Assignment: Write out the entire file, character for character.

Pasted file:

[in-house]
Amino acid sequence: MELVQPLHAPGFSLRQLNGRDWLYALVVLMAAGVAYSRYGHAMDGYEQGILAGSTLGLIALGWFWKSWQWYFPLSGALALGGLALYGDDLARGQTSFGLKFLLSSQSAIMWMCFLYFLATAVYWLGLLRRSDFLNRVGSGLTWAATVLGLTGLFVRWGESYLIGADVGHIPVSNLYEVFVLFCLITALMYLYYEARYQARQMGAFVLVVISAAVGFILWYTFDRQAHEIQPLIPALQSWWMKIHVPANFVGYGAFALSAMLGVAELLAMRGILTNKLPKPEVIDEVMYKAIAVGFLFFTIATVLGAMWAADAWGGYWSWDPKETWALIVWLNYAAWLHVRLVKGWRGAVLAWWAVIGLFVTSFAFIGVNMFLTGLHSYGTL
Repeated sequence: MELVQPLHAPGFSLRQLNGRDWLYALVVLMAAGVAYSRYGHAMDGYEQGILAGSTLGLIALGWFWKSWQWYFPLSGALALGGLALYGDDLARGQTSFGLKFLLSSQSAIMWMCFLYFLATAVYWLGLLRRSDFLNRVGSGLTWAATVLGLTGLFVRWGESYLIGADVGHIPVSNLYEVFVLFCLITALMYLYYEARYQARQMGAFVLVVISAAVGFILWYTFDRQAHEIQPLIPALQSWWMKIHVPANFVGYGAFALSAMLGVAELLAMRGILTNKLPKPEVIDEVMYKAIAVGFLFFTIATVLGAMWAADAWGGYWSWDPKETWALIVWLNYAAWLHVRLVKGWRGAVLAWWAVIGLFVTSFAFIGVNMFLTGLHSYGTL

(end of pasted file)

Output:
[in-house]
Amino acid sequence: MELVQPLHAPGFSLRQLNGRDWLYALVVLMAAGVAYSRYGHAMDGYEQGILAGSTLGLIALGWFWKSWQWYFPLSGALALGGLALYGDDLARGQTSFGLKFLLSSQSAIMWMCFLYFLATAVYWLGLLRRSDFLNRVGSGLTWAATVLGLTGLFVRWGESYLIGADVGHIPVSNLYEVFVLFCLITALMYLYYEARYQARQMGAFVLVVISAAVGFILWYTFDRQAHEIQPLIPALQSWWMKIHVPANFVGYGAFALSAMLGVAELLAMRGILTNKLPKPEVIDEVMYKAIAVGFLFFTIATVLGAMWAADAWGGYWSWDPKETWALIVWLNYAAWLHVRLVKGWRGAVLAWWAVIGLFVTSFAFIGVNMFLTGLHSYGTL
Repeated sequence: MELVQPLHAPGFSLRQLNGRDWLYALVVLMAAGVAYSRYGHAMDGYEQGILAGSTLGLIALGWFWKSWQWYFPLSGALALGGLALYGDDLARGQTSFGLKFLLSSQSAIMWMCFLYFLATAVYWLGLLRRSDFLNRVGSGLTWAATVLGLTGLFVRWGESYLIGADVGHIPVSNLYEVFVLFCLITALMYLYYEARYQARQMGAFVLVVISAAVGFILWYTFDRQAHEIQPLIPALQSWWMKIHVPANFVGYGAFALSAMLGVAELLAMRGILTNKLPKPEVIDEVMYKAIAVGFLFFTIATVLGAMWAADAWGGYWSWDPKETWALIVWLNYAAWLHVRLVKGWRGAVLAWWAVIGLFVTSFAFIGVNMFLTGLHSYGTL